Preserve Discipline
Because the trade rules are established and trade execution is performed automatically, discipline is preserved even in volatile markets. Discipline can be lost due to emotional factors such as fear of taking a loss, or wanting to eke out a little more profit before closing a trade. Automated trading helps ensure that discipline is maintained because the trading plan will be followed exactly. 
Achieve Consistency
One of the biggest challenges in trading is to "plan the trade and trade the plan." Even if a trading plan has the potential to be profitable, traders who ignore the rules are altering any expectancy the system should have had. Automated trading systems allow you to achieve consistency because they will always trade the plan. In addition, automation allows order-entry mistakes ("pilot error") to be eliminated.
Improve Order Entry Speed
Since computers respond immediately to changing market conditions, automated systems are able to generate orders as soon as specifications are met. Getting in or out of a trade a few seconds earlier can make a big difference in the trade's outcome. As soon as a position is entered, all other orders are automatically generated, including protective stop losses and profit targets.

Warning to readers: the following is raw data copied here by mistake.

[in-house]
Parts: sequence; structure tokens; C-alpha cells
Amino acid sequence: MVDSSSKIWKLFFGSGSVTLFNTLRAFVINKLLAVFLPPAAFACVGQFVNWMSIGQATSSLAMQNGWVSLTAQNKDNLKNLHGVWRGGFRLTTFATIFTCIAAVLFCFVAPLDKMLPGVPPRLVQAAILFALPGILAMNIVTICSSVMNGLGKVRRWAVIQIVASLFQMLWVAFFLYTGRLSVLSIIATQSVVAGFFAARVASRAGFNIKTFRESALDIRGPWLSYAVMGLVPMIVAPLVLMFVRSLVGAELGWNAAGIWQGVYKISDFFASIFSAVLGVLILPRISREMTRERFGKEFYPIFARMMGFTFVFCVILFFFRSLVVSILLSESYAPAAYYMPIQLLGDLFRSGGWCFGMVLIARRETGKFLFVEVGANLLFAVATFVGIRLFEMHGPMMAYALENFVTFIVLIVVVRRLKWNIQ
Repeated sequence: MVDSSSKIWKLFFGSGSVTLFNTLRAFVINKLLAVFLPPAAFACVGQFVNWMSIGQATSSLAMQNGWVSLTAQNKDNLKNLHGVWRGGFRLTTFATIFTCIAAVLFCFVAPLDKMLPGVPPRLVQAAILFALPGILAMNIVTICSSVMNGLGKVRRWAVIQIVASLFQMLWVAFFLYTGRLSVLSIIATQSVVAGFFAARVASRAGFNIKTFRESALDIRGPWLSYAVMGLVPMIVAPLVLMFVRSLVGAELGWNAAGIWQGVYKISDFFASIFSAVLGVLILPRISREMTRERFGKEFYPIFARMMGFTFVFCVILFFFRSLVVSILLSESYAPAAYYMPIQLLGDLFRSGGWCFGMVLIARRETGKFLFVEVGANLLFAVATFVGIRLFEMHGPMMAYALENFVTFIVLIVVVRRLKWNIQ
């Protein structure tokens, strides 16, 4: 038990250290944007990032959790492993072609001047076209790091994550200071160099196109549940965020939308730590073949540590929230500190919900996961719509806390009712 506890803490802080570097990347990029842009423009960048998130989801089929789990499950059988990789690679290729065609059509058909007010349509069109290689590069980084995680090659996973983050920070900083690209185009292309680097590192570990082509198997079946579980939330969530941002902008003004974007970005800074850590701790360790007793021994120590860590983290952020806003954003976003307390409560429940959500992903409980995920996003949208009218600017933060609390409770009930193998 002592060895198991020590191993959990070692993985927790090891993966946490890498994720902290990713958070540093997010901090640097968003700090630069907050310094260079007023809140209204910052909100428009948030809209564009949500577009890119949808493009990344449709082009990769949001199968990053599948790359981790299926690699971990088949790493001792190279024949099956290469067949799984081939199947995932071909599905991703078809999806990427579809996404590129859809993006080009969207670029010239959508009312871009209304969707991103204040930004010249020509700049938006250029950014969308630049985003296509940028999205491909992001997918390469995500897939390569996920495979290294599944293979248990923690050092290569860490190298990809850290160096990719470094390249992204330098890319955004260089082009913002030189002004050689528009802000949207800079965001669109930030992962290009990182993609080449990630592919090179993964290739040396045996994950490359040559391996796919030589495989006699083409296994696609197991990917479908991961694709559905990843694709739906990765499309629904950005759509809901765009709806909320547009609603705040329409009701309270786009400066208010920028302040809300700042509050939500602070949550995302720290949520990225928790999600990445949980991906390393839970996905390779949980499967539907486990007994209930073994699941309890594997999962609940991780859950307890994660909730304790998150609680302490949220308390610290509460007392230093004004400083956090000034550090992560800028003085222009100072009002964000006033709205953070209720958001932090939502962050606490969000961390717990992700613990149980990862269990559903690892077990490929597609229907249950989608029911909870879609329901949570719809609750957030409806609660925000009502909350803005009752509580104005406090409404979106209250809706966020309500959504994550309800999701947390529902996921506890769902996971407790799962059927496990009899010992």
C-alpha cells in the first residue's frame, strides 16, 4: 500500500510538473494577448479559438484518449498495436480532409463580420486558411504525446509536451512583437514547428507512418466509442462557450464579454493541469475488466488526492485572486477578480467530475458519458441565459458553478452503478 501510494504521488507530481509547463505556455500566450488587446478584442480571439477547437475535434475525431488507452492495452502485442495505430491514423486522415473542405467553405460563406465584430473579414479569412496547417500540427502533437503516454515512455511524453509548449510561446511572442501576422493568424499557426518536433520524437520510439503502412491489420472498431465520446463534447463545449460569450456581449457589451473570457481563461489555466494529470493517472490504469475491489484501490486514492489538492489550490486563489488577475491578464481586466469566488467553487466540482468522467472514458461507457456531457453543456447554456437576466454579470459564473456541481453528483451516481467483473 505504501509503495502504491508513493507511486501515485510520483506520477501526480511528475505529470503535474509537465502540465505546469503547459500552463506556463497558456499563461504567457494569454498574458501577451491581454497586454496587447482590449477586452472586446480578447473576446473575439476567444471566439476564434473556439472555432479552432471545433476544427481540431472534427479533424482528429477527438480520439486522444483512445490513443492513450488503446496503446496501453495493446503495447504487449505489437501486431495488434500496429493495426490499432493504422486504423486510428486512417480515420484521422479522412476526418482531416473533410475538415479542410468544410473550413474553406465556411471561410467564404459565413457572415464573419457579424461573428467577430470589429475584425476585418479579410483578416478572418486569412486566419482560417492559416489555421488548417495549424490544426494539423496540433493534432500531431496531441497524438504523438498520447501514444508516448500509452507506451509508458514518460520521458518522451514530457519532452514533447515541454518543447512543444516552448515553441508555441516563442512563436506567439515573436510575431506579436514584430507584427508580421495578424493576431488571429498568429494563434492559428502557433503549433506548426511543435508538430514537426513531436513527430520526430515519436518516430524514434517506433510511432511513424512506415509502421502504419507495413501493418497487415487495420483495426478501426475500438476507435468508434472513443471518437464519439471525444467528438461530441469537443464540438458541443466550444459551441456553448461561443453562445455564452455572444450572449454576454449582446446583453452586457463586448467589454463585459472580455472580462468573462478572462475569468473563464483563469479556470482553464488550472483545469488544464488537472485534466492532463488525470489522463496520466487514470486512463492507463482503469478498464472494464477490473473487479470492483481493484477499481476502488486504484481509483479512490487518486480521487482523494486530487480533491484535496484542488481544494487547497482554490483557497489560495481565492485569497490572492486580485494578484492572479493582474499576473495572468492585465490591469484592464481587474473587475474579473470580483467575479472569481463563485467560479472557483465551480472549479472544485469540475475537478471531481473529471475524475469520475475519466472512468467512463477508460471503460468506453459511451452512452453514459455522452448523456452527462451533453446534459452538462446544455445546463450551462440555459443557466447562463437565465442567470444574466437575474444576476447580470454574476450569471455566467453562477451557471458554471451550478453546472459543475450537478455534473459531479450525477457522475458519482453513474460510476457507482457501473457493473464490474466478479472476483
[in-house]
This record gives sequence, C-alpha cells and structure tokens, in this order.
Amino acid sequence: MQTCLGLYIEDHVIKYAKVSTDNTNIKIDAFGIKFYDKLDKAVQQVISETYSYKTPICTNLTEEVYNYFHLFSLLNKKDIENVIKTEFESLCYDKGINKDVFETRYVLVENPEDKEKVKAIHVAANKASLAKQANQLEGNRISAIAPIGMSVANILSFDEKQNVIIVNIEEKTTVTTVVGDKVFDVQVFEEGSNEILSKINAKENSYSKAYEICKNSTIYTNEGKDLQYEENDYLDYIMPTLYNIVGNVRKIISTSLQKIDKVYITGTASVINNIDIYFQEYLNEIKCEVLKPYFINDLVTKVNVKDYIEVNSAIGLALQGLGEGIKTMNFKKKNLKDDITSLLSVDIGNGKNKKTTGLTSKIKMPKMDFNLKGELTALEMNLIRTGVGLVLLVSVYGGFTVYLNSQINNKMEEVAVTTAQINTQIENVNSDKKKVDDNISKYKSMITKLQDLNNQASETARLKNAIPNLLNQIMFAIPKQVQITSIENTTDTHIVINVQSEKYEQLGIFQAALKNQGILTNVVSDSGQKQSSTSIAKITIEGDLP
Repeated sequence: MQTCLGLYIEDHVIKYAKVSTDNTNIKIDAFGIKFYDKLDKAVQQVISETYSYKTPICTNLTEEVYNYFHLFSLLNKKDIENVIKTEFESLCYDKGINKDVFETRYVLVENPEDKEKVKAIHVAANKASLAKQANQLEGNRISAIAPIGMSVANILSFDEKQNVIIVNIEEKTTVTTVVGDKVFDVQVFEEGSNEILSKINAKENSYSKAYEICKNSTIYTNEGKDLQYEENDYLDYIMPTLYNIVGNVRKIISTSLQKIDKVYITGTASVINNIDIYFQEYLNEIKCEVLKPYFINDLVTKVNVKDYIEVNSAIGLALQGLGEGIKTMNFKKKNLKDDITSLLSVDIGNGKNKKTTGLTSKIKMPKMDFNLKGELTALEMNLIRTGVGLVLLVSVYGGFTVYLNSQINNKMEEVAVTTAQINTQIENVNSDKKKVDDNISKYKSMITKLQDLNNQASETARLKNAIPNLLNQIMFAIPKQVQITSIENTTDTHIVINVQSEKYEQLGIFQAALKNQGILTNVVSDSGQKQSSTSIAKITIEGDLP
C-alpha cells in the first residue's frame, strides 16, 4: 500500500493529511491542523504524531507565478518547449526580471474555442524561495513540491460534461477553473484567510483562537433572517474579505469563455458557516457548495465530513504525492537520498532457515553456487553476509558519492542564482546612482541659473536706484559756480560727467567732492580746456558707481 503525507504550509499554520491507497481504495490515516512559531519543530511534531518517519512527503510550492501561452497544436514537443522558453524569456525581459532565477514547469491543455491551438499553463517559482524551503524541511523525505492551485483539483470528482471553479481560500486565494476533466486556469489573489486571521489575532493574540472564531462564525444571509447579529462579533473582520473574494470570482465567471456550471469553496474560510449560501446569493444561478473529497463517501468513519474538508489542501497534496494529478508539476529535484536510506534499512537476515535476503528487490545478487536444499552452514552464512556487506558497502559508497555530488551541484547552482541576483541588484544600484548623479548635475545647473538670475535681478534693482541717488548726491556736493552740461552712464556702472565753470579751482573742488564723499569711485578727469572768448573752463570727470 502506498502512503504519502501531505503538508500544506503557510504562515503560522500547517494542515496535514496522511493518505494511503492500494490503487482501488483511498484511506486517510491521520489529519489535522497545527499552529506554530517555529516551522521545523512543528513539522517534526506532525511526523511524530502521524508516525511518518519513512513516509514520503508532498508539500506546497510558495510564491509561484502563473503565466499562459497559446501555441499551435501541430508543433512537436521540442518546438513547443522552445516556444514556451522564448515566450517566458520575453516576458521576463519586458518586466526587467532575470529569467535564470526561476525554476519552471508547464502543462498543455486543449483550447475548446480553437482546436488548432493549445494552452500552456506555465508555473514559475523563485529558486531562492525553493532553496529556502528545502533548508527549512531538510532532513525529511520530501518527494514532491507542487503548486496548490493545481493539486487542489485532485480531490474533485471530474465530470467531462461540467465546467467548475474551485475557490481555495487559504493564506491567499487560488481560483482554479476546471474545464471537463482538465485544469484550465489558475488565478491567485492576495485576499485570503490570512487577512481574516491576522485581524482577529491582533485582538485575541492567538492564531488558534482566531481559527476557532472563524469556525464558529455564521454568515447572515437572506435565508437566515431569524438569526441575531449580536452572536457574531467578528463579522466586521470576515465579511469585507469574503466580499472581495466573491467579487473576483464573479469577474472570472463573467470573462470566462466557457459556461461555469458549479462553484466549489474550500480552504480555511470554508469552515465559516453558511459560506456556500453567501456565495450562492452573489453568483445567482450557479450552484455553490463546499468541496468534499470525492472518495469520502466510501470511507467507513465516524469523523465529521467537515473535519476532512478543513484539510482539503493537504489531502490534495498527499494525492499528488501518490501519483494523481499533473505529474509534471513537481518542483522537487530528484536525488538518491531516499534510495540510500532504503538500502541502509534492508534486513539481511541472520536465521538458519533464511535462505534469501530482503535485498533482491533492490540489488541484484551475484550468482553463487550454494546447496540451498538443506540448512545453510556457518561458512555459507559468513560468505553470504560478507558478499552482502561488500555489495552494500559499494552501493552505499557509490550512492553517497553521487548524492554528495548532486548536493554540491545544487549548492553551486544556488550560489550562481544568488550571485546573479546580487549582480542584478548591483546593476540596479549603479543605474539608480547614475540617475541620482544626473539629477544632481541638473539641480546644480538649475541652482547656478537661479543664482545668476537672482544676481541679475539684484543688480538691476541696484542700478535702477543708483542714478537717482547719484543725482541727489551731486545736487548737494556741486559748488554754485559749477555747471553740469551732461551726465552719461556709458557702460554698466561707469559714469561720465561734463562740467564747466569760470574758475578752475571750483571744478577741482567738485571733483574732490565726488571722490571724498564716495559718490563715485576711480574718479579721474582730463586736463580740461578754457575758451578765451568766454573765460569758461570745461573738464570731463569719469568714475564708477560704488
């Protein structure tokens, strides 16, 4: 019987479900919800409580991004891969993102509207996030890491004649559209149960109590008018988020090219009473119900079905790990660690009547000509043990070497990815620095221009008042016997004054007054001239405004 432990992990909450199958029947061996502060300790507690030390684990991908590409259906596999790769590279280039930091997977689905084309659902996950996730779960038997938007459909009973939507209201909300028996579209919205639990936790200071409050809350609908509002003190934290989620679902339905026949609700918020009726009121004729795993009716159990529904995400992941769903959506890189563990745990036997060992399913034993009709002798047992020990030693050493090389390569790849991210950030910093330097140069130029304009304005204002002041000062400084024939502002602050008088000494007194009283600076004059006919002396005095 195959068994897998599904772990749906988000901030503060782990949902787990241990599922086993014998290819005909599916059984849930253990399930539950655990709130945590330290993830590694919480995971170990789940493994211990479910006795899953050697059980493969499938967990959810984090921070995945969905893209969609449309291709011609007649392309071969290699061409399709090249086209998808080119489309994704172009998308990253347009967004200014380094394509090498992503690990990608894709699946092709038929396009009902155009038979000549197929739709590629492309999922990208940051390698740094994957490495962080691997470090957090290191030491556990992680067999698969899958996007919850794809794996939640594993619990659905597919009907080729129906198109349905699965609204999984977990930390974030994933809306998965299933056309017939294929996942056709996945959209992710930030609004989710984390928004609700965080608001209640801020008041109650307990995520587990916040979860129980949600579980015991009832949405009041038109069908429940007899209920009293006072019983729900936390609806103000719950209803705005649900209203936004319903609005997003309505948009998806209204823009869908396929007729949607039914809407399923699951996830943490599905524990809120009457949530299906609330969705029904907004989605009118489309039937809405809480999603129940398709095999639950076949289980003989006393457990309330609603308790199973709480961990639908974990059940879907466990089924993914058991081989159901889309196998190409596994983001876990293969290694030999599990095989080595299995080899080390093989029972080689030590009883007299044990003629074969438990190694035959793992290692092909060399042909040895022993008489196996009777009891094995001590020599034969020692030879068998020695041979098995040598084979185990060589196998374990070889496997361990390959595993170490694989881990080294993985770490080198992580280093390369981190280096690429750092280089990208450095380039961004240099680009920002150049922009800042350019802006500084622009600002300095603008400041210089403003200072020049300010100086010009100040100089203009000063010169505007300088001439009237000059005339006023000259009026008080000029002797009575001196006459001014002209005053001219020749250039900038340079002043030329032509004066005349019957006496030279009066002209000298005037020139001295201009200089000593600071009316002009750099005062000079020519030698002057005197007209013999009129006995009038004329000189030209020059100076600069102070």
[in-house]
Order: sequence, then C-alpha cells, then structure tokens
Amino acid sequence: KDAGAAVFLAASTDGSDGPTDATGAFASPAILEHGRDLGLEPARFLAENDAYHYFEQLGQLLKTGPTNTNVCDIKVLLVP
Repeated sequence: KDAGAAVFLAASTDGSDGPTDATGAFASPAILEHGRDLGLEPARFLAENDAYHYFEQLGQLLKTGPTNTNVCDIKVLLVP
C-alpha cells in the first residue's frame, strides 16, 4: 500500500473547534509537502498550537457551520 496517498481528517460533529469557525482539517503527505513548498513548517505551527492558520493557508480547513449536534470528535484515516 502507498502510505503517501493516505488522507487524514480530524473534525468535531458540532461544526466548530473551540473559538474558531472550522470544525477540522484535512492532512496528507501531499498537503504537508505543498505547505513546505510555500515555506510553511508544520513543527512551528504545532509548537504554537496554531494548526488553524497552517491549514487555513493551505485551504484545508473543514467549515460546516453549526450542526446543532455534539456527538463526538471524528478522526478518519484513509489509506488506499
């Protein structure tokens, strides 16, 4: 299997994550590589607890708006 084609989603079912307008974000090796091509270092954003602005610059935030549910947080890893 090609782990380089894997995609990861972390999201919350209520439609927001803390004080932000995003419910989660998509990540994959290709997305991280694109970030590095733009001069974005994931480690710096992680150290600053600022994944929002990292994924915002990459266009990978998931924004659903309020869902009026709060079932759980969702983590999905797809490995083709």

Diversify Trading
Automated trading systems make it easy to trade multiple accounts or various strategies at one time. This has the potential to spread risk over various instruments while creating a hedge against losing positions. What would be incredibly challenging for you to accomplish is efficiently executed by a computer in a matter of milliseconds. The computer is able to scan for trading opportunities across a range of markets, generate orders and monitor trades.
Disadvantages (and Realities)
Automated trading systems boast many advantages, but there are also some downfalls and realities that you should be aware of:
Mechanical Failures